• db

    “It’s crucial for those who work in the sciences to be able to communicate effectively outside of professional circles,”
    In my view, there is far too much extra-scientific talk by scientists. Too many wear science as a badge knowing that many non-scientists bow to that badge. The public is at the mercy of the scientific salesperson. Yes, scientists need money to feed their imaginations. But to stoke “public imagination” to get the public on science’s side? There is a competing value to that of money, that of value for that money. That is a hard discussion (not a conversation) that is sorely lacking. Perhaps that lack is just because the taxpayer cannot understand the vocabulary, is taken in by flimflam spoken by too many public scientists today, or because those who give money to science are those whose relationship with scientists is all too cozy. Be careful of getting what is grant asks for.

  • AbedPeerally

    The Science/Religion theme is one of the most important for consolidating human solidarity and world peace in the decades and centuries to come. It has the potential to disseminate real knowledge and objectivity about our presence in the universe and what should be our devotion towards the Creator. The impact will be enormous in terms of how we should maintain our human, spiritual and environmental awareness. Therefore the Templeton Foundation initiative for a project on Science Religion interaction at this time in our history makes full sense to me, scientifically and philosophically.

    This is pertinent to me in very concrete ways. After I published the first integration of Einstein’s special and general relativity into one equation it became clear there is more spiritual meaning in our universe for by making relativistic effects, arising from my conclusion of my paper, a universal proportionality between special and general relativity, is proof of a supernatural act, which no accidental creation of our universe could have envisaged. It is no coincidence that my paper was strongly recommended for rapid publication by Prof. George Ellis, Templeton Laureate. The SA journal SAJS accepted it for publication within 90 hours of submission after refereeing and it appeared in SAJS 104 in 2008,

    A year later, in 2009, I started taking the symbiotic relationship of religion and science very seriously. My paper “Astronomy and the Ultimate Culture: Elucidating the origin of the universe will spell the integration of science, philosophy and religion”, SEAC, 2009, whose publication was delayed due to instability in Egypt since 2009, will now be published in the (Societe Europeenne de l’Astronomie en Culture) SEAC 2009 proceedings pp 217-227 in June 2016. Subsequently I will revise my tentative second paper on the “Ultimate Culture: Science and Religion, Cosmological Concepts etc. ” after revision, but it can be viewed in this tentative form in “”.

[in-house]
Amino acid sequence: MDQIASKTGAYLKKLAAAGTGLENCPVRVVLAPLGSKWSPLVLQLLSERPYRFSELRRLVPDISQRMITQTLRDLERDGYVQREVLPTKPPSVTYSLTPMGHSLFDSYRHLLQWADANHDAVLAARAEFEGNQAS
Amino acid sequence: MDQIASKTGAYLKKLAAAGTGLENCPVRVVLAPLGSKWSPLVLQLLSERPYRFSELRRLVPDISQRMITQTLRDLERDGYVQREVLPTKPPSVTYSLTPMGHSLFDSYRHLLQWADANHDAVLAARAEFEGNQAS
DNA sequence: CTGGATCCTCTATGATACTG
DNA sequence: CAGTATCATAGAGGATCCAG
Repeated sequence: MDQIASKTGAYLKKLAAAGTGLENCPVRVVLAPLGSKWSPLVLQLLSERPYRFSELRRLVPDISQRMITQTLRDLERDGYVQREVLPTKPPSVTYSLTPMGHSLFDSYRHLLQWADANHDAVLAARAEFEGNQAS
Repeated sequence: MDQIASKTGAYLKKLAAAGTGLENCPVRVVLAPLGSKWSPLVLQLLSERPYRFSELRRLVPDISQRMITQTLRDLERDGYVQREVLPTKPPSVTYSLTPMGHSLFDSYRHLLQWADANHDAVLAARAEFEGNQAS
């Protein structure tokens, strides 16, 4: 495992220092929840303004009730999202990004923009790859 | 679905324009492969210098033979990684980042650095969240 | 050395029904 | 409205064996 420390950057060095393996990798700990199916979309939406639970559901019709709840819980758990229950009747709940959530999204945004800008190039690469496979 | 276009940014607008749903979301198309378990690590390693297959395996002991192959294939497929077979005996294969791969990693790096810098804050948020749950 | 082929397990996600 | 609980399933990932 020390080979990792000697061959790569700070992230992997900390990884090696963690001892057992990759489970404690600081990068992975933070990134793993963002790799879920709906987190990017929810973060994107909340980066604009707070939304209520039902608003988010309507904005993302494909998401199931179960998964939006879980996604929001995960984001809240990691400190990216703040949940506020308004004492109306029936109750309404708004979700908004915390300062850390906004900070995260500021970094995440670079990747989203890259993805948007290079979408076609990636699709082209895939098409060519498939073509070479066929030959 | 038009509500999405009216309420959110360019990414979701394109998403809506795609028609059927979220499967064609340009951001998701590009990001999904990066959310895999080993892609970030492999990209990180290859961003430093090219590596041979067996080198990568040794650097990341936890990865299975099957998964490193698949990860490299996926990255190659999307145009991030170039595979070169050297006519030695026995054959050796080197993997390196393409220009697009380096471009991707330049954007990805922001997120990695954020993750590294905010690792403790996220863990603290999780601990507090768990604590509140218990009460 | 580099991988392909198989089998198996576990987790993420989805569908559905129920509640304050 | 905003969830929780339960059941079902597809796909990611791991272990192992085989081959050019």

I am currently completing my first book on the integration of religion and science and it will soon be submitted for publication and I am currently looking for a suitable publisher and the book title is: Power of Somethingness and Nothingness: The Mind behind the Universe. This is the first of two books. The second one will be: Origin of the Universe: The Theory of Everything (TOE). It will be the first book that will propose a scientific concept of the supernatural origin of the universe, meaning the Divine creation of the universe and it will show that what the Bible and other religious books say is exactly how the universe came into being. However my concept will be what the beginning of a TOE can be in its earliest stage, metaphysically and scientifically. I expect that it will convincingly show how the Creator conceived our universe. My concept will substantiate the prediction of Kepler and William Whewell, a former VC of Cambridge University, an eminent mathematician and philosopher, that God preplanned humans to one day realise how He went about to create the universe.